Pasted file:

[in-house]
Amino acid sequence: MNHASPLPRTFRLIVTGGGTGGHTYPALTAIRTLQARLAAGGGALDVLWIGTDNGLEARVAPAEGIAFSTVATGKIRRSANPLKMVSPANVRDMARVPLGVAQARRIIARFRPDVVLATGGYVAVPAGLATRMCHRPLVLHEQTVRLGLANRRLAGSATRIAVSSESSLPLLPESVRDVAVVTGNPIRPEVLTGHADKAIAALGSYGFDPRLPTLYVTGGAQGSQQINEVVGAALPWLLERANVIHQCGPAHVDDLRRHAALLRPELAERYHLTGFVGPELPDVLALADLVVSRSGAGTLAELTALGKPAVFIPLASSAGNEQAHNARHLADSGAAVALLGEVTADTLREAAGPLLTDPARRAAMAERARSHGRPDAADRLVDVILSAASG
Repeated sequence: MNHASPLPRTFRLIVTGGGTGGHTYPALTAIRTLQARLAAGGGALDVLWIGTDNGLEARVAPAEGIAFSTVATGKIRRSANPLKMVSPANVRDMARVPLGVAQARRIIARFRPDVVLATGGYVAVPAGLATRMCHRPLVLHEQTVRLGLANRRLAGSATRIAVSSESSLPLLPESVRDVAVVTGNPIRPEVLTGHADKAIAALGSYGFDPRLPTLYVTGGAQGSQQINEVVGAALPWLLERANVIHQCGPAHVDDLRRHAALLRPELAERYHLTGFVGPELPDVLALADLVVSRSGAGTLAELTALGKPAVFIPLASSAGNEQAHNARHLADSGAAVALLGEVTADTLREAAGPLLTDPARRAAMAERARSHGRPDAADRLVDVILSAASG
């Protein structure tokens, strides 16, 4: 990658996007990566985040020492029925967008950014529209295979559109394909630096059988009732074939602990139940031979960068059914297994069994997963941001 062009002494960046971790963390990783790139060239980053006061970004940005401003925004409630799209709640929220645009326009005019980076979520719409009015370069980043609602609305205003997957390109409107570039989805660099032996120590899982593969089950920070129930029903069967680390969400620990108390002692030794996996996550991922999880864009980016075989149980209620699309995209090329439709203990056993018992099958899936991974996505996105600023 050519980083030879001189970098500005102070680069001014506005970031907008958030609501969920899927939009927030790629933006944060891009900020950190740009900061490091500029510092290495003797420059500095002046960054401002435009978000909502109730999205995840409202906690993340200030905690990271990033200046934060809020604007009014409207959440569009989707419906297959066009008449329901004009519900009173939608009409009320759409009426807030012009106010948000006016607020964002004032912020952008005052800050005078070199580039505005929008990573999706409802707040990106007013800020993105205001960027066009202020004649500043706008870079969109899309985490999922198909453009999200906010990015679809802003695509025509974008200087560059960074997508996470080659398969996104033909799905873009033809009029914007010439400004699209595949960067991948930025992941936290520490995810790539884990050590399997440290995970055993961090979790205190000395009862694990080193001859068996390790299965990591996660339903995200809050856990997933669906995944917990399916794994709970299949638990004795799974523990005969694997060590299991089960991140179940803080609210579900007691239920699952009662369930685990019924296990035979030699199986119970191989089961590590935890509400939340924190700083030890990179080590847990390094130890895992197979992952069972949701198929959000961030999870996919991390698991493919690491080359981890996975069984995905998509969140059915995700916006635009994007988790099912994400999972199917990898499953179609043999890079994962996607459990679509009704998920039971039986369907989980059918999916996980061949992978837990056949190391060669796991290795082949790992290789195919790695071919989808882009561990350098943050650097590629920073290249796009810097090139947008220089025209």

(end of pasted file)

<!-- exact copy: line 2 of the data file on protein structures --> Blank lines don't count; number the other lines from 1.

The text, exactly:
Amino acid sequence: MNHASPLPRTFRLIVTGGGTGGHTYPALTAIRTLQARLAAGGGALDVLWIGTDNGLEARVAPAEGIAFSTVATGKIRRSANPLKMVSPANVRDMARVPLGVAQARRIIARFRPDVVLATGGYVAVPAGLATRMCHRPLVLHEQTVRLGLANRRLAGSATRIAVSSESSLPLLPESVRDVAVVTGNPIRPEVLTGHADKAIAALGSYGFDPRLPTLYVTGGAQGSQQINEVVGAALPWLLERANVIHQCGPAHVDDLRRHAALLRPELAERYHLTGFVGPELPDVLALADLVVSRSGAGTLAELTALGKPAVFIPLASSAGNEQAHNARHLADSGAAVALLGEVTADTLREAAGPLLTDPARRAAMAERARSHGRPDAADRLVDVILSAASG